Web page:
belong to one genus, Hippocampus. According to Lourie, Foster, Cooper, and Vincent
(2004), there are 32 known species of seahorses present world wide. Seahorses are found in
both temperate and tropical shallow coastal waters (5150 m depth), with a latitudinal
distribution from about 50north to 50south and with the greatest species diversity in the
Indo-Pacific (Lourie et al., 2004; Perante, Pajaro, Meeuwig, & Vincent, 2002).
3. Traditional medicine
Traditional medicine or complementary and alternative medicine (TM/CAM) is important
to the health care of millions of people worldwide (World Health Organization (WHO),
2002). TM/CAM comes in at least 125 recognised forms, including the codified systems of
traditional Chinese medicine (TCM), Ayurveda, Unani and the unwritten ‘folk’ medicines
of the Americas, sub-Saharan Africa and the Asia-Pacific region (WHO, 2002). The
majority of these were consumed in Asia, representing the practices of TCM, Hanyak,
Kanpo, Ayurverda, Unani, Jamu and other folk medicines, which is an absolute global
minimum, and identified several areas absent from the analysis such as the Middle East
and North Africa (Perry, 2000).
Relatively little is known about the status of many marine medicinal populations or
indeed the size and biological significance of the TM/CAM component of mortality. Due
to its vulnerability, 23 species of seahorses were listed in either Appendix I or II of the
Convention of International Trade in Endangered Species (CITES). At present, all 13
seahorse species (genus: Hippocampus) identified in TM/CAM trade (Lourie et al., 2004)
are included in the IUCN Red List (six vulnerable and seven data deficient) and CITES
Appendix II (IUCN, 2003; CITES, 2004). Seahorses have been used in TCM for a long
time in various forms, such as dried seahorses.
3.1. Seahorses as a medicinal source
Seahorses are used as an ingredient in traditional medicine, particularly in Southeast Asia
where traditional Chinese medicine and its derivatives (e.g. Japanese and Korean
traditional medicine) are practised and have been used perhaps for about 600 years
(Vincent, 1996). Seahorses are credited with having a role in increasing and balancing vital
energy flows within the body, as well as a curative role for ailments such as impotence and
infertility, asthma, high cholesterol, goiter, kidney disorders, and skin afflictions such as
severe acne and persistent nodules (Moreau, Hall, & Vincent, 2000). They are also
reported to facilitate parturition and act as a powerful genital tonic and as a potent
aphrodisiac (Vincent, 1995, 1996). In Brazil, whole seahorses, H. reidi, are an important
medicinal resource used to treat asthma and gastritis (Alves & Rosa, 2006). According to
Vincent (1996), the Chinese generally regard the historical use of TCM as a testimony to a
product’s efficacy, and clinical trials are rare; but there have been 10 publications relating
to medicinal properties such as anti-ageing effects (Yu, He, & Chen, 1995), arthritis (Shi,
Natural Product Research 2331
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Yao, Bei, Zhu, & Wang, 2006) and improved immune responses (Qu et al., 1991; Zhang
et al., 2003). In the Philippines aquarium trade, ‘yellow’ seahorses are usually more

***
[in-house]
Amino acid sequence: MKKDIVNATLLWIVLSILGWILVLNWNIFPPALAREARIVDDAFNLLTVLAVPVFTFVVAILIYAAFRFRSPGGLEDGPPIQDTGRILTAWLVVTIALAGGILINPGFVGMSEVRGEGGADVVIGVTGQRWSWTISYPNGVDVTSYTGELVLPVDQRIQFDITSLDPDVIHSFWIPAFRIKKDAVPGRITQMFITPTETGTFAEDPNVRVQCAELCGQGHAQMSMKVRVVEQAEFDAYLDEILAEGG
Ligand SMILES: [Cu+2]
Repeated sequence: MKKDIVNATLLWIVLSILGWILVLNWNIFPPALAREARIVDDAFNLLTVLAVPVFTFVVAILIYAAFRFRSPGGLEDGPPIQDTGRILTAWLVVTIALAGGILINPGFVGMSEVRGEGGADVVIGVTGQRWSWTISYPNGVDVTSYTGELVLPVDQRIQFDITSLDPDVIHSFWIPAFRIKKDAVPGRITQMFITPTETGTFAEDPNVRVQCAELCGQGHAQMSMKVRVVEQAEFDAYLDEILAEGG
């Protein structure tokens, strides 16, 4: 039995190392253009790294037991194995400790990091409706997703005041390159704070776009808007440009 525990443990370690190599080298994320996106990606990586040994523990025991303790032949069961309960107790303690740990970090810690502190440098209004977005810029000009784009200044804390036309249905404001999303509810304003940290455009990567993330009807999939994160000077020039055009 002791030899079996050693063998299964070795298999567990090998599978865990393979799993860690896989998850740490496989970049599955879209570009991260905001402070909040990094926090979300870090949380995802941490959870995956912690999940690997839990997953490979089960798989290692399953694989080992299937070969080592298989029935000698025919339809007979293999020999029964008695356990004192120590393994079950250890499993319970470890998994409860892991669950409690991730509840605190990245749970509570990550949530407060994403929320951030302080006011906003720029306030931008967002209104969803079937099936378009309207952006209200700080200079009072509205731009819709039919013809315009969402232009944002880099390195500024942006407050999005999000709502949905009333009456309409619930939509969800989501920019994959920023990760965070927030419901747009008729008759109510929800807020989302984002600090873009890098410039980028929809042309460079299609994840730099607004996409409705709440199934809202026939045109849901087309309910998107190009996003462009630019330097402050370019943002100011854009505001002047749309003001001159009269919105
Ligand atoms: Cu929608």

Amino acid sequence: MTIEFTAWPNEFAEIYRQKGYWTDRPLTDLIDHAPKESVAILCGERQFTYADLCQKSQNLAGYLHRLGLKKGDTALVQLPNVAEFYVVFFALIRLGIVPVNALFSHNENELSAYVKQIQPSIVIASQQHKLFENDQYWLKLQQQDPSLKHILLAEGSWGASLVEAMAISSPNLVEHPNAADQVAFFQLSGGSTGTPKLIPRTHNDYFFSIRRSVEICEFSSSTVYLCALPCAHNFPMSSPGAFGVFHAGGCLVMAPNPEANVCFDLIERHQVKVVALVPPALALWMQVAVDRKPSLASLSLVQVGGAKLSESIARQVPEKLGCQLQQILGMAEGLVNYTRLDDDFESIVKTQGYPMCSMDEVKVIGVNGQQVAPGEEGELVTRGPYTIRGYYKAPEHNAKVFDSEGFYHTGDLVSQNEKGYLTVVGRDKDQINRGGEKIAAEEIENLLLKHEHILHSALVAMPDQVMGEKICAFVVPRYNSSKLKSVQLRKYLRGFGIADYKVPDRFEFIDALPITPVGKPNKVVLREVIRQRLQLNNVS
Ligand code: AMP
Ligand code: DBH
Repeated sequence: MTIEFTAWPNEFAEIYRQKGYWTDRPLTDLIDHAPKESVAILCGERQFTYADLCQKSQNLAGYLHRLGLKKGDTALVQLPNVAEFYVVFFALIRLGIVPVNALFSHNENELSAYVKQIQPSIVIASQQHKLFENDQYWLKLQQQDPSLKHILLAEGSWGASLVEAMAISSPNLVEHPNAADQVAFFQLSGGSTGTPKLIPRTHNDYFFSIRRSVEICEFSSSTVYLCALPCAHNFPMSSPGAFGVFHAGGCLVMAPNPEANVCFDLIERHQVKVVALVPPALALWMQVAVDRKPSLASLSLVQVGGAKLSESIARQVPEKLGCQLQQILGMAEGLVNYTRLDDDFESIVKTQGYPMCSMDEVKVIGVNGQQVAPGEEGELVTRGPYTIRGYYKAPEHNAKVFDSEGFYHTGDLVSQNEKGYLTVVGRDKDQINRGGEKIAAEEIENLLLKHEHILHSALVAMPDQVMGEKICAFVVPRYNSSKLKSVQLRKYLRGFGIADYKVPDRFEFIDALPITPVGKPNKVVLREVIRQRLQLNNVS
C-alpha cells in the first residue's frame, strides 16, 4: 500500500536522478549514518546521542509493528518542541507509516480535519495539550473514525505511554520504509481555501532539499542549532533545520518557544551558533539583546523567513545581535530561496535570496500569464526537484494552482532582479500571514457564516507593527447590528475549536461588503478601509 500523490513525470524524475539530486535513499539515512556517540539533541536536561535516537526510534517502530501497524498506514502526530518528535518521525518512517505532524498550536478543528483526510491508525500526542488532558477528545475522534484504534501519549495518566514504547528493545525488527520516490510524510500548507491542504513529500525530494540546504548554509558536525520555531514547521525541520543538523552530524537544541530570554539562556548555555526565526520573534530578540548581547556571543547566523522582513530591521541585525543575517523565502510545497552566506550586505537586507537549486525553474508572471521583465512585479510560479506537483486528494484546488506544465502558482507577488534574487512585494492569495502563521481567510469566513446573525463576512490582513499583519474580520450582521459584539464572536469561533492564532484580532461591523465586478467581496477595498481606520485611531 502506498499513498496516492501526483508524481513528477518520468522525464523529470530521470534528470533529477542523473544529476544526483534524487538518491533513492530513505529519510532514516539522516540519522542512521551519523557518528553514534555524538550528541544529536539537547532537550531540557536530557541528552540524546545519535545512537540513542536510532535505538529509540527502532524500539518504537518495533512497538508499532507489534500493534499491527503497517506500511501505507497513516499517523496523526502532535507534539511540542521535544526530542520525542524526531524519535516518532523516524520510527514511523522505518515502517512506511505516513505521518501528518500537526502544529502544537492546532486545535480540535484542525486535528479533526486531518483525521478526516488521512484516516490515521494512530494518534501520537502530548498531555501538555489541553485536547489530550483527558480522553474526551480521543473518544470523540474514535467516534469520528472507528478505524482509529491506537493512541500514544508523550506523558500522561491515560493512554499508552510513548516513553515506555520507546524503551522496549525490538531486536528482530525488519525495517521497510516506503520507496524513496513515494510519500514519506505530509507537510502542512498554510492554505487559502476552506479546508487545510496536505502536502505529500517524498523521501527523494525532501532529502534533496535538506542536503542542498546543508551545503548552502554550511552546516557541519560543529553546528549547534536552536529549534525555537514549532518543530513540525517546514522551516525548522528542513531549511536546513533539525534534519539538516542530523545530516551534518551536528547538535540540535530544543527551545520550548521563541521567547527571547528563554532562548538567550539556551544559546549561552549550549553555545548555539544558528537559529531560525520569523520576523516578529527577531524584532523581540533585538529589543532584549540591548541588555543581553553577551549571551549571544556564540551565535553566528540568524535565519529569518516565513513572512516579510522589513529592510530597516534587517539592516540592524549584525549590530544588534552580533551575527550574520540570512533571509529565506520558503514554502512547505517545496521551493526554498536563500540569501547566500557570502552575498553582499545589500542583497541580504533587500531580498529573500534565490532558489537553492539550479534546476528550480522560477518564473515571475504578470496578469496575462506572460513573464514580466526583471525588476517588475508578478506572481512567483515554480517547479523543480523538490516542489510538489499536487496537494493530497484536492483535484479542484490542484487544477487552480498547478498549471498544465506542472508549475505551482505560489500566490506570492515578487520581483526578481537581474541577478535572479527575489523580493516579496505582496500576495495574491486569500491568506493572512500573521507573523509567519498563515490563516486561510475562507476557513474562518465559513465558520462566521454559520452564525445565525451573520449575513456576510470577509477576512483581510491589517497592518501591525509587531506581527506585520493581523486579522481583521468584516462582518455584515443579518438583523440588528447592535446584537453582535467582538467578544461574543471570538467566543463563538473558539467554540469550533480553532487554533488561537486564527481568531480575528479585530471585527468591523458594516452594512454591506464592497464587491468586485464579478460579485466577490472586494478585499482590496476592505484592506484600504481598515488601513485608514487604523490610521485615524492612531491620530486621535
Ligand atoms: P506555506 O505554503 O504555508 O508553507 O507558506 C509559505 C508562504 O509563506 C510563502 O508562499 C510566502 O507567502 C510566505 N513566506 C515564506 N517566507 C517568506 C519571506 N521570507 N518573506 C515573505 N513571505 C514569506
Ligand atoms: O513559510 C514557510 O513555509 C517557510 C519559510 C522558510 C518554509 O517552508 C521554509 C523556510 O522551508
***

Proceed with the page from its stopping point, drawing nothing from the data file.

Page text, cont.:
valuable than ‘black’ seahorses (Vincent, 1996). Until at least the eighteenth century,
seahorses were also utilised for their medicinal properties in many western countries, with
applications recorded back to 342 B.C. where they were reputed to have medicinal
properties with regard to baldness, leprosy, urine retention and rabies (Bellomy, 1969;
Vincent, 1996). Traditional Chinese medicine is recognised by the WHO as a valid form of
medicine and is accepted by more than one-quarter of the world’s population (Moreau
et al., 2000). Dried seahorse species that are predominantly used in TCM are Hippocampus
histrix, Hippocampus kelloggi, Hippocampus kuda, Hippocampus spinosissimus and
Hippocampus trimaculatus (Lourie et al., 2004; Vincent, 1996).
Seahorses proved to be a source of controlling aging process by possessing immense
antioxidants that are much evaluated from the seahorse species of H. kuda Bleeler (Qian,
Ryu, M.-M. Kim, & S.-K. Kim, 2008). The report shows that seahorses play a vital role in
scavenging activities in ageing phenomenon. In addition to these, seahorses have an
immense anticancer, antifatigue compound in them (Zhang et al., 2003). Recently, an in-
depth molecular analysis of an anticancer compound from seahorses was identified by
synthesising a novel phthalate derivative from the seahorse sp H. kuda Bleeler, which
immensely inhibits the Cathepsin-B – a lysosomal cysteine protease which is responsible
for the cause of many cancer cell growth and neurogenerative disorders.
In addition to this, an innovative class of anti-inflammatory peptide, isolated from the
seahorse H. kuda, exhibits characteristic effects against arthritis, which is a major
chondrocytic degenerative disease characterised by the degradation of articular cartilage
involving excessive degradation of extracellular matrix (ECM) and synovial inflammation
(Ryu, Qian, & Kim, 2010a). A peptide from the seahorse inhibits TPA-induced MMP, iNOS
and COX-2 expression through MAPK and NF-activation, and induces human
osteoblastic and chondrocytic differentiation (Ryu, Qian, & Kim, 2010a). SHP-1, a novel
peptide isolated from seahorses, inhibits collagen release through the suppression of
collagenases 1 and 3, and regulates nitric oxide products by NF-kB/p38 kinase (Ryu , Qian,
& Kim, 2010a). Seahorses tend to be a very good nutritional supplement as these possess
essential amino acids and fatty acids. A nutritive analysis and proximate composition of six